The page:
In addition to that, one must know exactly where the malignant lesion is located. Otherwise, you don’t know where to shine the beam. It often is useful for reducing the sizes of very large tumors, but if you can’t see and locate these smaller metastatic lesions, you don’t knock those out. If you look at the images of the patients that have been treated with this [agent] before and after therapy, you will see that in some cases there are several hundred very small lesions spread throughout the body. Before therapy and after injection into the vein, this molecule homes in very specifically to the malignant cells, avoiding uptake by adjacent healthy cells, and concentrates the radioactivity just in the cancer tissue. You don’t have the problem of trying to find and locate all these small malignant lesions that would not be easily visualized by imaging techniques that would allow you to focus the external beam on that particular radioactive lesion.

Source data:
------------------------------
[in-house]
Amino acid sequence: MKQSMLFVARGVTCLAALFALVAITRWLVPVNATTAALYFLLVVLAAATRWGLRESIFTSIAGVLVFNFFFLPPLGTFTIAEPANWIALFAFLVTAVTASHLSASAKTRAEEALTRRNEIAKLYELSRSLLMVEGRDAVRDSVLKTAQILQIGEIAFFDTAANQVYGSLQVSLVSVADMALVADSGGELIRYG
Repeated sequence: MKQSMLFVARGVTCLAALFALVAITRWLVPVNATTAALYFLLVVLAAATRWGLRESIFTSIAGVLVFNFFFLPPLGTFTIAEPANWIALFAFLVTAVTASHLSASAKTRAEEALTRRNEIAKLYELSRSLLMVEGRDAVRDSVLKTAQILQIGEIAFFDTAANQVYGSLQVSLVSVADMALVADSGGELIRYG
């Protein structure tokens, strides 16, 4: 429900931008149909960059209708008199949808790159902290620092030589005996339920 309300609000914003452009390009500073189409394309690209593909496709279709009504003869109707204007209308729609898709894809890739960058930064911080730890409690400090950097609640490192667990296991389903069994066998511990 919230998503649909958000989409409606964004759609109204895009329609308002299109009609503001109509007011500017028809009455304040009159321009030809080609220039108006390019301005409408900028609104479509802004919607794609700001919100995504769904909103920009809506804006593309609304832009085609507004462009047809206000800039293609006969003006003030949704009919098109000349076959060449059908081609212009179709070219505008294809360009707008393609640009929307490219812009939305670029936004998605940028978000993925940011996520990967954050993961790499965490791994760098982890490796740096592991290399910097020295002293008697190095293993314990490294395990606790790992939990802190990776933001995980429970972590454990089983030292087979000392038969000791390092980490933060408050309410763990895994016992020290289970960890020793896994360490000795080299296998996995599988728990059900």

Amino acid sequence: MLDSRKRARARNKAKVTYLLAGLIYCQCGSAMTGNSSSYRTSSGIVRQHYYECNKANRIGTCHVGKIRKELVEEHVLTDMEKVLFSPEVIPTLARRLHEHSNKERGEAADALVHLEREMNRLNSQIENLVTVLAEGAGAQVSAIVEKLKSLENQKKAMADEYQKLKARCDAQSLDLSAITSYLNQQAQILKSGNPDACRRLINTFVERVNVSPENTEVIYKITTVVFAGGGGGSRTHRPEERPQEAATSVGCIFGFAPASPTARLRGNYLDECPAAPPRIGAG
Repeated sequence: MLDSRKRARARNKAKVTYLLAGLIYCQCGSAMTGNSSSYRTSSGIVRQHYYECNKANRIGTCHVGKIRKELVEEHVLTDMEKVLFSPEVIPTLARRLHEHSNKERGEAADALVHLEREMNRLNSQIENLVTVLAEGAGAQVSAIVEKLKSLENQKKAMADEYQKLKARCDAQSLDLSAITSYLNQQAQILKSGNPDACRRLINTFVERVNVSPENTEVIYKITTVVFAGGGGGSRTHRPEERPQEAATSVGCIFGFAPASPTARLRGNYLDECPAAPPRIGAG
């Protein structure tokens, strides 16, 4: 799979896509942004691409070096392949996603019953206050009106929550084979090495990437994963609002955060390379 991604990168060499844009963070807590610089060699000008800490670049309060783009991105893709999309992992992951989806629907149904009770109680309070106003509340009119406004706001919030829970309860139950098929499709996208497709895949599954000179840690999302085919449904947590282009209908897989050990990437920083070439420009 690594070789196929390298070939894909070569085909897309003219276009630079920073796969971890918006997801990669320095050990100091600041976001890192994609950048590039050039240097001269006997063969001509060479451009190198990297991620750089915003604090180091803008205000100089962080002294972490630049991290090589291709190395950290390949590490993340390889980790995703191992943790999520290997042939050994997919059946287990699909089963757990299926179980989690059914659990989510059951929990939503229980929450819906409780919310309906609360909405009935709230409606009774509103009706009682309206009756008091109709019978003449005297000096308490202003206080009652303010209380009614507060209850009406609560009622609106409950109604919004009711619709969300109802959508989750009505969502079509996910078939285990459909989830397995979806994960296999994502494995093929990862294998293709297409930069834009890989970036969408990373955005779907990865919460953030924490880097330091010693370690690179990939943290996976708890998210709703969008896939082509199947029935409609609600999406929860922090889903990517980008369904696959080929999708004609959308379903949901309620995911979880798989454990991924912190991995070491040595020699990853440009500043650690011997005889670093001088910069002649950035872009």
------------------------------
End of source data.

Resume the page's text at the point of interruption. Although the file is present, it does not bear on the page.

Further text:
Many patients [may] had up to 900 different lesions, and its numerically difficult to find and shine the beam very selectively on all of those. Whereas [with] a single injection into the vein, that injected radioactivity, very specifically to the cancer tissue, allows you to reach and treat all these malignant metastatic lesions everywhere in the body. It has many advantages over other areas of radiotherapy. In fact, I think this is only about the second major targeted radiopharmaceutical to be approved by the FDA.